All | B C D G M O P S T X
There are 3 names in this directory beginning with the letter C.
Cleft Lip/Palate
A cleft lip and/or palate are birth defects affecting the roof of the mouth, alveolar process, and/or upper lip. In clefts, the hard and/or soft tissues do not completely develop and close during the first three months of pregnancy. A cleft may be just one side of the palate (unilateral) or both sides (bilateral), and may be part of a syndrome. A cleft may be caused by your mother’s drug or alcohol use, environmental factors, maternal age, or family history. Babies with cleft palates have problems with speech, feeding, development of teeth, ear infections, and hearing. The cleft palate is typically surgically repaired between the ages of 12-18 months. Cleft palates may occur in 1 out of every 2,500 births, and may be seen in an ultrasound before birth. After birth, a physical examination of the baby’s mouth will show the extent of the cleft palate. Because clefting leads to so many complications, people with clefts are often seen by a team of health care providers. The team may include a plastic surgeon, prosthodontist, speech pathologist, oral surgeon, pediatric dentist, and orthodontist. The prosthodontist’s role on this type of a team ranges from the early intervention with nasoalveolar molding. This is where an appliance is used in infants to help guide the growth of each side of the alveolar clefts. This can also be used to mold the baby’s nose to make the initial surgery more successful. The prosthodontist may also work with mature patients to replace any teeth that perhaps did not form due to the cleft. Sometimes oral appliances are required throughout the process to aid in speech, function, and esthetics.

Congenital Defects
Congenital defects are disorders that occur while a baby is developing in the mother’s body, often during the first three months of pregnancy. Often called birth defects, most congenital defects are due to inherited or spontaneous genetic mutations. However, some congenital defects are caused by environmental factors such as drug or alcohol use, infections, nutritional deficiencies, or medical conditions. Congenital defects can involve any part of the body, and can be mild or serious, leading to death. One in every 33 babies is born with a defect and congenital defects may cause 1 in 5 infant deaths. Some congenital defects can be detected before the baby is born and treated. Other conditions can be treated with surgery or medication after birth. There are many parts of the body at risk of developmental defects and the teeth are no exception. Sometimes this is an absence of teeth, poorly developed tooth structures, or clefts. When there are congenital problems with teeth, a consultation with a prosthodontist can help guide you to the options that are right for you.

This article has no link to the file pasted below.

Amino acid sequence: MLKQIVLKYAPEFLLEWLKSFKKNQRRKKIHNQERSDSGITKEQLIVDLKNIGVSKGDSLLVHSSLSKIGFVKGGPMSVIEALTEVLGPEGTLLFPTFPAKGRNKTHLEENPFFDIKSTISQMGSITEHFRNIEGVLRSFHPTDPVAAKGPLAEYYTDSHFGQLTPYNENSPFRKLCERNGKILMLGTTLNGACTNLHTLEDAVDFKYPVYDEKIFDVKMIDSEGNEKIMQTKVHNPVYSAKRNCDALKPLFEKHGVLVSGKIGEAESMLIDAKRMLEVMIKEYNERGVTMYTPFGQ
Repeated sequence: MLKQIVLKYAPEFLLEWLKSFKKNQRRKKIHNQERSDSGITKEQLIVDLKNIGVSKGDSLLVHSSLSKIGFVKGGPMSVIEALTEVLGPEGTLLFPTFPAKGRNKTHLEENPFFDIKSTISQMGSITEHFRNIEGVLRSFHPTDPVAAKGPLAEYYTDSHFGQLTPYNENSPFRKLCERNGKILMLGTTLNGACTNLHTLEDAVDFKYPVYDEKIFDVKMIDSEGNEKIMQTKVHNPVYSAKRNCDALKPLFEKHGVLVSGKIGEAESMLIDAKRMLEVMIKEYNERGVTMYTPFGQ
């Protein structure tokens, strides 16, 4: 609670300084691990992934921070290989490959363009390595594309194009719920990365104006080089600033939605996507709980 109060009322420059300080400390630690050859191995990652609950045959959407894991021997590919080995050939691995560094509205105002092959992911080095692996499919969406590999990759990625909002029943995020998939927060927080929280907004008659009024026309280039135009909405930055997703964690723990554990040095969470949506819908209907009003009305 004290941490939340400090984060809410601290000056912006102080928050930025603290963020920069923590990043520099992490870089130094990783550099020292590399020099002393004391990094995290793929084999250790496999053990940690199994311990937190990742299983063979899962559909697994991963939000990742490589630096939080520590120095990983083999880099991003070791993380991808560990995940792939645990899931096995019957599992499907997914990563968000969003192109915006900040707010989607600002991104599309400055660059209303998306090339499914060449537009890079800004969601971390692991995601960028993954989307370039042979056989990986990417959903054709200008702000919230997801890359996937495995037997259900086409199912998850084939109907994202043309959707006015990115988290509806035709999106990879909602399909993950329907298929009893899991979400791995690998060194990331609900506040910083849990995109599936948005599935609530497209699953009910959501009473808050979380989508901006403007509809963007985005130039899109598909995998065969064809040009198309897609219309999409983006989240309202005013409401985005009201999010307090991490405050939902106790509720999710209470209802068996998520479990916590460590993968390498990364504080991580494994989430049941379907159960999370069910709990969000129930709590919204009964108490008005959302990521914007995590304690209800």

Cracked Tooth/Teeth
A cracked tooth may occur when you chew on hard foods, may be caused by an accident or may be caused by grinding your teeth, also known as bruxism. Cracks are often shallow and don’t cause any problems. You may not even realize that you have a cracked tooth. On some occasions, a cracked tooth may cause pain or sensitivity if biting causes pressure on the cracked portion of the tooth. Treatment may vary depending on the size and location of the cracked tooth. Because these cracks are sometimes not visible, it can be challenging to diagnose the problem. Discomfort from biting pressures could mean the tooth is cracked, but could also be the result of other things. If you feel pain when you bite down on things, it is recommended you see your dental provider. They will be able to run tests to help determine the source of the pain. When teeth are cracked and symptomatic, it is often recommended to place a crown on the tooth. A crown works to hold the tooth together, preventing the separation of the segments on either side of the crack.